Or, why you can glide on skates. Water has a very novel phase diagram in that increased pressure on the solid form of water (ice) can force the substance to melt. (In many substances, the application of pressure would lead to solidification or freezing.) Ice skates concentrate the weight of a skater onto a very small area of metal in contact with the ice surface. Since pressure is the force (here, the weight of the skater) per unit area, the result is relatively high pressure immediately underneath the skate's blade. A thin layer of melted ice (water) forms, and this is what allows a skate to glide on ice. Note that the temperature of the ice/water has not changed. The effect is not due to friction. (If there were friction, you wouldn't glide.)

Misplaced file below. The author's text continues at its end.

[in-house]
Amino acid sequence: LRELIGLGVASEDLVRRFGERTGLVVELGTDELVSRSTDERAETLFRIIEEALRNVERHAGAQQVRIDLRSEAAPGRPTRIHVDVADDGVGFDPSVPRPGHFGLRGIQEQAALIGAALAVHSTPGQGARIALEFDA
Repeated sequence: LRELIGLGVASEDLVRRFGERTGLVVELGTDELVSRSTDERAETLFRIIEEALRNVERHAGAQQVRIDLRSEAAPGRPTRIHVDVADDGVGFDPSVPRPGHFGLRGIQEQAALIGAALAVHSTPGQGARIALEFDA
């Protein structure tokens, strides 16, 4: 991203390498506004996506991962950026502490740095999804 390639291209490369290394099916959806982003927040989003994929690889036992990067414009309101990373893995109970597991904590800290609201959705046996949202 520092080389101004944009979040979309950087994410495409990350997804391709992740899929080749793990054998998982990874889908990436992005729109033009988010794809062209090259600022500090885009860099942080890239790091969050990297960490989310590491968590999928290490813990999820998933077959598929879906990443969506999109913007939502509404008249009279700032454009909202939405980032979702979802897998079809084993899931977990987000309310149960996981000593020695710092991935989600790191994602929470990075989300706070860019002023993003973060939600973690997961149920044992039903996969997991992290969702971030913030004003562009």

I now realise that this refers to why does ice float?. But i like this write-up, too.